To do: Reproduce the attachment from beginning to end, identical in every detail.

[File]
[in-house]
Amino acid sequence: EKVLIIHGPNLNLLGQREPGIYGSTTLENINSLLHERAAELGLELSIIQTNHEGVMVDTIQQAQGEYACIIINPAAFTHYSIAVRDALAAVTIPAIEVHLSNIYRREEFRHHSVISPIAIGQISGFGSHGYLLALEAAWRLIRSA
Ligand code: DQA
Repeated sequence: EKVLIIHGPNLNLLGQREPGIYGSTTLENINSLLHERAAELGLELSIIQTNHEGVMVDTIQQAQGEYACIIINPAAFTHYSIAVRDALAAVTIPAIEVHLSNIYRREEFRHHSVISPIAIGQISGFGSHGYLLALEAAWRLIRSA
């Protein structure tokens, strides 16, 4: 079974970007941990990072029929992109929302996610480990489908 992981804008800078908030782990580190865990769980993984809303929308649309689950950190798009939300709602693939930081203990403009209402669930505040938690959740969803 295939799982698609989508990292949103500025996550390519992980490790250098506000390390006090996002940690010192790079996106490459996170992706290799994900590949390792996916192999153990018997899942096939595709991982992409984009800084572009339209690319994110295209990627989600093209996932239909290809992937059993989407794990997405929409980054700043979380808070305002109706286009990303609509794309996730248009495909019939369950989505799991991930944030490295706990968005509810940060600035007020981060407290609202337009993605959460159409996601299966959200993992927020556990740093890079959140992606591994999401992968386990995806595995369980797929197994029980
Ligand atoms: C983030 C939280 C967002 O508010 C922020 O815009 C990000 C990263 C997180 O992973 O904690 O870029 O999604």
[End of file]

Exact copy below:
[in-house]
Amino acid sequence: EKVLIIHGPNLNLLGQREPGIYGSTTLENINSLLHERAAELGLELSIIQTNHEGVMVDTIQQAQGEYACIIINPAAFTHYSIAVRDALAAVTIPAIEVHLSNIYRREEFRHHSVISPIAIGQISGFGSHGYLLALEAAWRLIRSA
Ligand code: DQA
Repeated sequence: EKVLIIHGPNLNLLGQREPGIYGSTTLENINSLLHERAAELGLELSIIQTNHEGVMVDTIQQAQGEYACIIINPAAFTHYSIAVRDALAAVTIPAIEVHLSNIYRREEFRHHSVISPIAIGQISGFGSHGYLLALEAAWRLIRSA
């Protein structure tokens, strides 16, 4: 079974970007941990990072029929992109929302996610480990489908 992981804008800078908030782990580190865990769980993984809303929308649309689950950190798009939300709602693939930081203990403009209402669930505040938690959740969803 295939799982698609989508990292949103500025996550390519992980490790250098506000390390006090996002940690010192790079996106490459996170992706290799994900590949390792996916192999153990018997899942096939595709991982992409984009800084572009339209690319994110295209990627989600093209996932239909290809992937059993989407794990997405929409980054700043979380808070305002109706286009990303609509794309996730248009495909019939369950989505799991991930944030490295706990968005509810940060600035007020981060407290609202337009993605959460159409996601299966959200993992927020556990740093890079959140992606591994999401992968386990995806595995369980797929197994029980
Ligand atoms: C983030 C939280 C967002 O508010 C922020 O815009 C990000 C990263 C997180 O992973 O904690 O870029 O999604």